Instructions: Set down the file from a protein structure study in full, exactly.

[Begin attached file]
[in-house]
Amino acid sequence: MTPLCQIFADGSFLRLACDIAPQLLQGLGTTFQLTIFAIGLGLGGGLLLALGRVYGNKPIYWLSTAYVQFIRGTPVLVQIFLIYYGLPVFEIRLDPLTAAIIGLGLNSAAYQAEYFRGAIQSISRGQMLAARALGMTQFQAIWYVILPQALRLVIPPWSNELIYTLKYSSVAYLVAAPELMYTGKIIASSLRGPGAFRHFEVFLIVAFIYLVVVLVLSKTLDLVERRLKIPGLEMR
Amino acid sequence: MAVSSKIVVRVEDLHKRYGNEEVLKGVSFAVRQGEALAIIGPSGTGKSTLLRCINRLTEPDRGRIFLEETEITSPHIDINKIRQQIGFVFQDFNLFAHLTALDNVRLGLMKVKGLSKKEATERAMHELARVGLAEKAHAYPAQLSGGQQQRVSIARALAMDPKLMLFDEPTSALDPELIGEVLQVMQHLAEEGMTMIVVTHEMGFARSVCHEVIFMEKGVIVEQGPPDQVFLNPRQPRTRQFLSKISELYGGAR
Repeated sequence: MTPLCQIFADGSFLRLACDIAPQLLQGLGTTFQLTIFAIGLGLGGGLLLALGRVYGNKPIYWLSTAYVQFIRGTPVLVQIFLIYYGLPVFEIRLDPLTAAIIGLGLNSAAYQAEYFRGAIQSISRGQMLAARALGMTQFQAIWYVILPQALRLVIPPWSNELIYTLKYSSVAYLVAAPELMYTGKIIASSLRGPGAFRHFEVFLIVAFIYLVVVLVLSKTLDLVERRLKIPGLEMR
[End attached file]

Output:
[in-house]
Amino acid sequence: MTPLCQIFADGSFLRLACDIAPQLLQGLGTTFQLTIFAIGLGLGGGLLLALGRVYGNKPIYWLSTAYVQFIRGTPVLVQIFLIYYGLPVFEIRLDPLTAAIIGLGLNSAAYQAEYFRGAIQSISRGQMLAARALGMTQFQAIWYVILPQALRLVIPPWSNELIYTLKYSSVAYLVAAPELMYTGKIIASSLRGPGAFRHFEVFLIVAFIYLVVVLVLSKTLDLVERRLKIPGLEMR
Amino acid sequence: MAVSSKIVVRVEDLHKRYGNEEVLKGVSFAVRQGEALAIIGPSGTGKSTLLRCINRLTEPDRGRIFLEETEITSPHIDINKIRQQIGFVFQDFNLFAHLTALDNVRLGLMKVKGLSKKEATERAMHELARVGLAEKAHAYPAQLSGGQQQRVSIARALAMDPKLMLFDEPTSALDPELIGEVLQVMQHLAEEGMTMIVVTHEMGFARSVCHEVIFMEKGVIVEQGPPDQVFLNPRQPRTRQFLSKISELYGGAR
Repeated sequence: MTPLCQIFADGSFLRLACDIAPQLLQGLGTTFQLTIFAIGLGLGGGLLLALGRVYGNKPIYWLSTAYVQFIRGTPVLVQIFLIYYGLPVFEIRLDPLTAAIIGLGLNSAAYQAEYFRGAIQSISRGQMLAARALGMTQFQAIWYVILPQALRLVIPPWSNELIYTLKYSSVAYLVAAPELMYTGKIIASSLRGPGAFRHFEVFLIVAFIYLVVVLVLSKTLDLVERRLKIPGLEMR